"So many people has stolen the extra format characters for
various purposes that we actually had a hard time finding
one for use with fixed-point types in the embeded systems
TR. Since whoever uses these extensions surely cannot
expect other printf implementations to uderstand them, no
portability purpose is achieved by adding them to printf."
- Doug Gwyn, csc
but as it stands, it is not one of the
reasons why lcc-win32 is broken.
It is certainly not one of the main reasons. Nevertheless,
using a facet that implementors are specifically asked _not_
to use potentially undermines future standards. This is
ironic from a person who claims to want to improve the C
language.

--
Peter
Jan 22 '08 #20

P: n/a
On Mon, 21 Jan 2008 07:54:53 -0600, jacob navia wrote
(in article <fn**********@aioe.org>):
Fumeur wrote:
>Is the following program standard conform?
(reduced as much as possible so it still shows the problem)

/* begin */
#include <stdio.h>

void xfprintf(FILE *);

void xfprintf(FILE *f) {
fprintf(f, "x\n");
}

int main(void) {
xfprintf(stderr);
return 0;
}
/* end */
It compiles with gcc without warnings and works correctly, but trying
to compile it with a particular other popular compiler, it yields the
following diagnostics:

lc -ansic -A -shadows -unused -O -c xfprintf.c -o xfprintf.obj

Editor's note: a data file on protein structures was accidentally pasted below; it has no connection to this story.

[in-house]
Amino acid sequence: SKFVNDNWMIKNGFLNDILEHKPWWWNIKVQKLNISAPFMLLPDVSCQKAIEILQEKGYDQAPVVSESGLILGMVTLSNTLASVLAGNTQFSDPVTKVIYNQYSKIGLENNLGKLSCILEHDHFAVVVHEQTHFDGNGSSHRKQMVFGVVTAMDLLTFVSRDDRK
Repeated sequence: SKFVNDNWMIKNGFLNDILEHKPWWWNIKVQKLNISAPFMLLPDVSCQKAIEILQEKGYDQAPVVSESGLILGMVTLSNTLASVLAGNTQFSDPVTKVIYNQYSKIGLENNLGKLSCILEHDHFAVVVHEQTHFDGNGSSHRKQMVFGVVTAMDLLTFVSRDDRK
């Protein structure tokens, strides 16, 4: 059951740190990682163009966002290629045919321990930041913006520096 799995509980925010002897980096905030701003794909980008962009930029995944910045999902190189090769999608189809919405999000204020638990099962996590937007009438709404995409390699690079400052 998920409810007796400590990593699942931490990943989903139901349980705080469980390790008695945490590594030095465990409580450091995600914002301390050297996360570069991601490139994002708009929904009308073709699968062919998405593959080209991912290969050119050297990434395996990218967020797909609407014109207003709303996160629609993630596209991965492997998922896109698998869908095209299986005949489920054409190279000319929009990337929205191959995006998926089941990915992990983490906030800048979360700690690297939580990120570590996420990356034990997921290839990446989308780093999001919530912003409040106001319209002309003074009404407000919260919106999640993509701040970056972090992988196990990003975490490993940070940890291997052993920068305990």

Error xfprintf.c: 4 redefinition of 'xfprintf'
Error c:\lcc\include\stdio.h: 116 Previous definition of 'xfprintf' here
2 errors, 0 warnings
1 error
make: *** [xfprintf.obj] Error 1

Who is at fault here, my program or the compiler?

You are using a bad bad compiler. This is unacceptable!
Am I to understand that this is your response to a valid test case
submission?
I would ask

1) For a full refund of the money you spent.

*After* you get the money :-)

2) Ask Ossama bin laden to kill that infidel to the principles
and spirit of C.
Well, that's professional. I can see why it is so widely used.
--
Randy Howard (2reply remove FOOBAR)
"The power of accurate observation is called cynicism by those
who have not got it." - George Bernard Shaw

Jan 22 '08 #21

P: n/a
Army1987 <ar******@NOSPAM.itwrites:
Keith Thompson wrote:
>Just recently we've seen three examples of lcc-win features that
violate the standard: your "%b" format for printf
Why?
7.19.6.1:
"9 If a conversion specification is invalid, the behavior is undefined."
There's a footnote attached to the line you quoted:

See future library directions (7.26.9).

7.26.9 says:

Lowercase letters may be added to the conversion specifiers and